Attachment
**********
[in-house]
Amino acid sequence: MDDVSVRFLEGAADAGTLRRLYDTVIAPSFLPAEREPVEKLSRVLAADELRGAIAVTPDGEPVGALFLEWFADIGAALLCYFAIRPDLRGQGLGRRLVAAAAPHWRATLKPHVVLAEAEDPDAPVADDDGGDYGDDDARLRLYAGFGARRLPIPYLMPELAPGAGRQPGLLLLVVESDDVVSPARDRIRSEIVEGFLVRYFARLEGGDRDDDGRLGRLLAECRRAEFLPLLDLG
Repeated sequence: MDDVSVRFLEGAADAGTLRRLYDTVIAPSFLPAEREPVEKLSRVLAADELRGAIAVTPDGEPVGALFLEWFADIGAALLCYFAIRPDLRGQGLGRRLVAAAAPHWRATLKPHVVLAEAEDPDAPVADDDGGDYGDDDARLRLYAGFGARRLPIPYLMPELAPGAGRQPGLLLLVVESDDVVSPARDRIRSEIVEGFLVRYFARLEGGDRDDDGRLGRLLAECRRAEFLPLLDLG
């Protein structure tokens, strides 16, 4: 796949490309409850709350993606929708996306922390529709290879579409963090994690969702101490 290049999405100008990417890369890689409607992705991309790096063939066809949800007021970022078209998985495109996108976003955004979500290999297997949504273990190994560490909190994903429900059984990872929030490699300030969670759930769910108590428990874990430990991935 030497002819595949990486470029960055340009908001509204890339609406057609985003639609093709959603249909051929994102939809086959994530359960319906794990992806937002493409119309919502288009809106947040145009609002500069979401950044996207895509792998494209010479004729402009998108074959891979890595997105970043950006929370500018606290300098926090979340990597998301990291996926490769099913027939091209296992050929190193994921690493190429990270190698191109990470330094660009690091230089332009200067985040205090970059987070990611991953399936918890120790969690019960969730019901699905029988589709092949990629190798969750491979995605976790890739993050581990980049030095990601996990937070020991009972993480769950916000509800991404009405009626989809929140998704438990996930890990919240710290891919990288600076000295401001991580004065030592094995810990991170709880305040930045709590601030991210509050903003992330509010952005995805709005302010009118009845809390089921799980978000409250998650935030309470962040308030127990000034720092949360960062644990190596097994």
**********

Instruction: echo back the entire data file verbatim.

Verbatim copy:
[in-house]
Amino acid sequence: MDDVSVRFLEGAADAGTLRRLYDTVIAPSFLPAEREPVEKLSRVLAADELRGAIAVTPDGEPVGALFLEWFADIGAALLCYFAIRPDLRGQGLGRRLVAAAAPHWRATLKPHVVLAEAEDPDAPVADDDGGDYGDDDARLRLYAGFGARRLPIPYLMPELAPGAGRQPGLLLLVVESDDVVSPARDRIRSEIVEGFLVRYFARLEGGDRDDDGRLGRLLAECRRAEFLPLLDLG
Repeated sequence: MDDVSVRFLEGAADAGTLRRLYDTVIAPSFLPAEREPVEKLSRVLAADELRGAIAVTPDGEPVGALFLEWFADIGAALLCYFAIRPDLRGQGLGRRLVAAAAPHWRATLKPHVVLAEAEDPDAPVADDDGGDYGDDDARLRLYAGFGARRLPIPYLMPELAPGAGRQPGLLLLVVESDDVVSPARDRIRSEIVEGFLVRYFARLEGGDRDDDGRLGRLLAECRRAEFLPLLDLG
């Protein structure tokens, strides 16, 4: 796949490309409850709350993606929708996306922390529709290879579409963090994690969702101490 290049999405100008990417890369890689409607992705991309790096063939066809949800007021970022078209998985495109996108976003955004979500290999297997949504273990190994560490909190994903429900059984990872929030490699300030969670759930769910108590428990874990430990991935 030497002819595949990486470029960055340009908001509204890339609406057609985003639609093709959603249909051929994102939809086959994530359960319906794990992806937002493409119309919502288009809106947040145009609002500069979401950044996207895509792998494209010479004729402009998108074959891979890595997105970043950006929370500018606290300098926090979340990597998301990291996926490769099913027939091209296992050929190193994921690493190429990270190698191109990470330094660009690091230089332009200067985040205090970059987070990611991953399936918890120790969690019960969730019901699905029988589709092949990629190798969750491979995605976790890739993050581990980049030095990601996990937070020991009972993480769950916000509800991404009405009626989809929140998704438990996930890990919240710290891919990288600076000295401001991580004065030592094995810990991170709880305040930045709590601030991210509050903003992330509010952005995805709005302010009118009845809390089921799980978000409250998650935030309470962040308030127990000034720092949360960062644990190596097994």